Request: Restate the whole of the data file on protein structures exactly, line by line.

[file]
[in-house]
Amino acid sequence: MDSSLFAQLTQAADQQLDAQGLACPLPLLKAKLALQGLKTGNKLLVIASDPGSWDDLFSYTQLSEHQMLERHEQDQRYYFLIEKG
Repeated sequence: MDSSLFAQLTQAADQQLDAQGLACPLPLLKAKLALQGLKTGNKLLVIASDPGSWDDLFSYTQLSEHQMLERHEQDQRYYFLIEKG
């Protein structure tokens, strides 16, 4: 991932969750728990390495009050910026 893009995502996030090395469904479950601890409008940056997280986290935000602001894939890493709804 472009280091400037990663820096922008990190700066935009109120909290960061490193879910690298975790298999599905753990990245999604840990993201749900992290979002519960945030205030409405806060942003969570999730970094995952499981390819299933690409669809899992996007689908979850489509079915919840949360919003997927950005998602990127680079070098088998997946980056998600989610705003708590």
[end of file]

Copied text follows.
[in-house]
Amino acid sequence: MDSSLFAQLTQAADQQLDAQGLACPLPLLKAKLALQGLKTGNKLLVIASDPGSWDDLFSYTQLSEHQMLERHEQDQRYYFLIEKG
Repeated sequence: MDSSLFAQLTQAADQQLDAQGLACPLPLLKAKLALQGLKTGNKLLVIASDPGSWDDLFSYTQLSEHQMLERHEQDQRYYFLIEKG
């Protein structure tokens, strides 16, 4: 991932969750728990390495009050910026 893009995502996030090395469904479950601890409008940056997280986290935000602001894939890493709804 472009280091400037990663820096922008990190700066935009109120909290960061490193879910690298975790298999599905753990990245999604840990993201749900992290979002519960945030205030409405806060942003969570999730970094995952499981390819299933690409669809899992996007689908979850489509079915919840949360919003997927950005998602990127680079070098088998997946980056998600989610705003708590």